The way the world communicates is going through an enormous (and sometimes painful) transformation.
Newspapers and other printed media are going out of business. YouTube is the preferred source of media for many in younger generations, and YouTube stars are making millions. Twitter is now used to communicate government decisions, ahead of formal media briefings.
Ready or not, changes are coming to internal communications. The good news is that there are new and often more engaging digital channels on offer. The challenge is having a clear internal communications strategy that ensures that staff and business needs are met.
This article outlines a simple, yet powerful, digital channels framework that can be used by internal communicators.
The fundamentals remain
The starting point for any internal communications strategy is a set of fundamental guiding principles.
However news is communicated, messages must be:
- Authentic, reflecting both the culture of the business and the personality of the person writing the message.
- Relevant, with a clear connection to the activities, needs and interests of staff.
- Timely, with early communication of major changes, and just-in-time delivery of other messages.
These principles remain every bit as important, even as new digital channels are introduced into organisations.
A digital channels framework for internal communicators
Every organisation should have a clear internal communications strategy that outlines which channels to use, for what and when.
In the past, this was relatively simple: email was the primary channel, supported by the intranet and perhaps printed newsletters.
The explosive growth of new digital channels has muddied things, even as it provides new opportunities for internal communicators.
To help with planning, it’s useful to draw on an overall digital channels framework, that encompasses four major categories:
- Broadcast one way, sending out mass messages to the whole organisation.
- Broadcast two way, engaging the organisation as a whole around key messages.
- Conversation or collaboration, drawing on the social capabilities of new tools.
- Direct to individual, cutting through the complexity of organisations to deliver targeted messages.
This article will explore and provide examples for each of these channels.
Channel 1: Broadcast one way
This is the original and still most-used internal communications channel.
In many organisations, all staff emails are still widely used, and they have the advantage of both simplicity and reach. The corporate intranet is then the most visible delivery mechanism for broadcast messages.
Broadcast communications can be enriched by video, often portraying senior leaders, but sometimes used more comprehensively.
The Green Room at HEINEKEN is an award-winning example that blends both internal and external communication.
This example from PayPal is also particularly delightful:
News can be delivered to mobile devices, which ensures that messages are timely. It can also support a broader readership that includes field and frontline staff who may not have access to desktop PCs. (And perhaps: should mobile be considered the primary channel for internal comms?)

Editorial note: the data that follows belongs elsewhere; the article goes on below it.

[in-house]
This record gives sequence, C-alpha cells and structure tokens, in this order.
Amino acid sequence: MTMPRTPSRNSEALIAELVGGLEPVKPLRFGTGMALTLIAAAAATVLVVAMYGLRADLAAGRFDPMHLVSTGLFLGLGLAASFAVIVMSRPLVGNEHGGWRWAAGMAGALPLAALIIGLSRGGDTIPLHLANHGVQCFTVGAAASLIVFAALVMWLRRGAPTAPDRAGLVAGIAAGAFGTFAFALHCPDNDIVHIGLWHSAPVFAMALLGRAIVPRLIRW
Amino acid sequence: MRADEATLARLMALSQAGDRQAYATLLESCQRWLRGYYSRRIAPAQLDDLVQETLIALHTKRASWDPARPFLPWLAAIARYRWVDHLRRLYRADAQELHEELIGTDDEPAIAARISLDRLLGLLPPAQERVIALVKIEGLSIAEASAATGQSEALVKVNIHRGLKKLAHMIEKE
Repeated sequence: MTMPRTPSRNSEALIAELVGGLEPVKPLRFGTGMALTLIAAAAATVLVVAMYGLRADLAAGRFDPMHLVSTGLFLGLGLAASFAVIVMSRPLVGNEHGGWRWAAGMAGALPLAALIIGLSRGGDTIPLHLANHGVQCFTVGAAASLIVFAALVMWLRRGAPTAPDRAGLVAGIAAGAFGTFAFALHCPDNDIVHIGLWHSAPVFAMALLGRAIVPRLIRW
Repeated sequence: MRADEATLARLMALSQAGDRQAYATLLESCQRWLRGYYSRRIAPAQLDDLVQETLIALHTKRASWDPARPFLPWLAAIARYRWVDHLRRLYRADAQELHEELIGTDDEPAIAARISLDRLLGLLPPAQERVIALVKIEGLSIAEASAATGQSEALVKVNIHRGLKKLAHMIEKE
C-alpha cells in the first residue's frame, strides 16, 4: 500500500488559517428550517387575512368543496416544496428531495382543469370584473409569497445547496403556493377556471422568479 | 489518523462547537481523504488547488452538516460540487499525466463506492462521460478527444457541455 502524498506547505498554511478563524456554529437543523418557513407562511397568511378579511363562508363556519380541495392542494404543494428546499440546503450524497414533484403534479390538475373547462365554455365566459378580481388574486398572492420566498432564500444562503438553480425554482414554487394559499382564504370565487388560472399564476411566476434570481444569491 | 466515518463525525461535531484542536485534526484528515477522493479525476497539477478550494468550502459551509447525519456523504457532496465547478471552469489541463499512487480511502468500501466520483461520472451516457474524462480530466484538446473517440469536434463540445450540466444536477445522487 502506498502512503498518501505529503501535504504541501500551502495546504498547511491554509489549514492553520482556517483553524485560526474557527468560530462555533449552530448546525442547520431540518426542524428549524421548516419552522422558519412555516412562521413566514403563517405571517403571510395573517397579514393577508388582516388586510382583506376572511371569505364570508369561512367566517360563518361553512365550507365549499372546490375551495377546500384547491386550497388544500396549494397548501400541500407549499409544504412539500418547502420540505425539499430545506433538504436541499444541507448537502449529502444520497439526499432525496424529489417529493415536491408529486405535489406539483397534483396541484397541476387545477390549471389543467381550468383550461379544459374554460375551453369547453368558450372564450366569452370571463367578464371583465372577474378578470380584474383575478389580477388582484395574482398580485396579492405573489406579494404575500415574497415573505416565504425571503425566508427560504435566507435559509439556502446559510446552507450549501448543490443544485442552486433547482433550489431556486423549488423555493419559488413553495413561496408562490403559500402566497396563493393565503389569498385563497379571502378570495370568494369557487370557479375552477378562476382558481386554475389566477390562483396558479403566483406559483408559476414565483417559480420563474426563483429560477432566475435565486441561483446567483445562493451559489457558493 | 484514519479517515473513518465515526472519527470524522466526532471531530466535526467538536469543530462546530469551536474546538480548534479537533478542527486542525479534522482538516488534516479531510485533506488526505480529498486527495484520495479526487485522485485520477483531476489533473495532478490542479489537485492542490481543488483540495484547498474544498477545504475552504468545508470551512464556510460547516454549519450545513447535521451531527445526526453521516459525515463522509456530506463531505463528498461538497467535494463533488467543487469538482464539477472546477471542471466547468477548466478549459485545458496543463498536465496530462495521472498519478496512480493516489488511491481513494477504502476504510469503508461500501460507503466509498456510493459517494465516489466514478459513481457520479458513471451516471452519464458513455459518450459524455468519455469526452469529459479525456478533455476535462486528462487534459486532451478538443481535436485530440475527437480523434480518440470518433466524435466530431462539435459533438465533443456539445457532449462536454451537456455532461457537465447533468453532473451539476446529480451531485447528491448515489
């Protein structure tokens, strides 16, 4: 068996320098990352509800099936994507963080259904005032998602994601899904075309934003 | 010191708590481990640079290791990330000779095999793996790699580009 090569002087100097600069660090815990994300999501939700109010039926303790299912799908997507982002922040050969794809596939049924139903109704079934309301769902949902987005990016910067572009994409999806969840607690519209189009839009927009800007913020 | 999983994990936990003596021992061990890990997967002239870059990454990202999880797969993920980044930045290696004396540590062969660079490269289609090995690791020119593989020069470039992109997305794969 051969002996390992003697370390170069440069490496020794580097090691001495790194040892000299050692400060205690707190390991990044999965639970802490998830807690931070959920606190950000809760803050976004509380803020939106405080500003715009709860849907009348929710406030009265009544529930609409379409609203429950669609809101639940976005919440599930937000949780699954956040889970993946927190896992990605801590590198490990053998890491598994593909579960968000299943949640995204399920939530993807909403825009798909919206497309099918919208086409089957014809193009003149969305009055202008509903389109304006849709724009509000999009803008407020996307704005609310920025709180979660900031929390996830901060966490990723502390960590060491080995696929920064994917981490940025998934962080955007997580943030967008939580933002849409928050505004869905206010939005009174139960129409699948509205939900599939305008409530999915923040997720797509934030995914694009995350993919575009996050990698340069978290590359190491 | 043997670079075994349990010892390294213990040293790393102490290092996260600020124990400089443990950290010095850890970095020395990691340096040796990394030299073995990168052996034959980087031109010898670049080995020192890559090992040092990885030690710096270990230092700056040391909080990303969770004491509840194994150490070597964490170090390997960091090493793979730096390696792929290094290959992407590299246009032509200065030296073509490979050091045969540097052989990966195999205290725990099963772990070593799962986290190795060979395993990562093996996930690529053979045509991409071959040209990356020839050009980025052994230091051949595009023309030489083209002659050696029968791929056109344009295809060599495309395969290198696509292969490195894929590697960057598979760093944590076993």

Broadcast communication is rounded out with the use of digital signage placed in highly trafficked areas of offices and field locations.
Channel 2: Broadcast two way
Messages can be pushed out to the entire organisation, while giving staff an opportunity for their voice to be heard. Communication teams can encourage this behaviour, with the objective of strengthening staff engagement.
The simplest way to achieve this is via commenting on news, which provides a way of ‘easing into’ more extensive interaction.
Likes and star ratings can also help internal communications teams to understand which messages are the most valuable and interesting for staff.
Channel 3: Conversation or collaboration
Collaboration and social tools are about enabling peer-to-peer communication and knowledge sharing. The conversational style of interaction is very effective at deepening staff engagement and increasing business productivity.
Internal communicators clearly can’t ‘control’ collaboration spaces, and nor should they try. They can play a valuable community manager role, facilitating conversations and encouraging adoption. Active engagement in these spaces also lays the groundwork for folding collaboration into the larger internal communications strategy.
Channel 4: Direct to individual
The final digital channels leaves nothing to chance. Using a range of technologies, messages can be pushed directly to staff, straight into their working environment.
This could involve a number of approaches, including:
- desktop notifications in Windows
- popup messages on the intranet
- push notifications to mobile devices
- apps specifically designed to enable directed messaging
This channel is largely dominated by product offerings that sit alongside existing channels, such as the intranet and collaboration tools. While powerful, it needs to be used sparingly, lest users rebel against constant ‘interruptions’.
Plan your pathway to success
There are four channels to consider when planning internal communications strategies:
- broadcast one way
- broadcast two way
- conversation or collaboration
- direct to individual
A mix of these channels will be needed in most organisations, with a clear model for what is used when. The changing face of technology must be factored in, and the role of the internal comms team decided.
There’s a new world of digital opportunities, so make the most of them!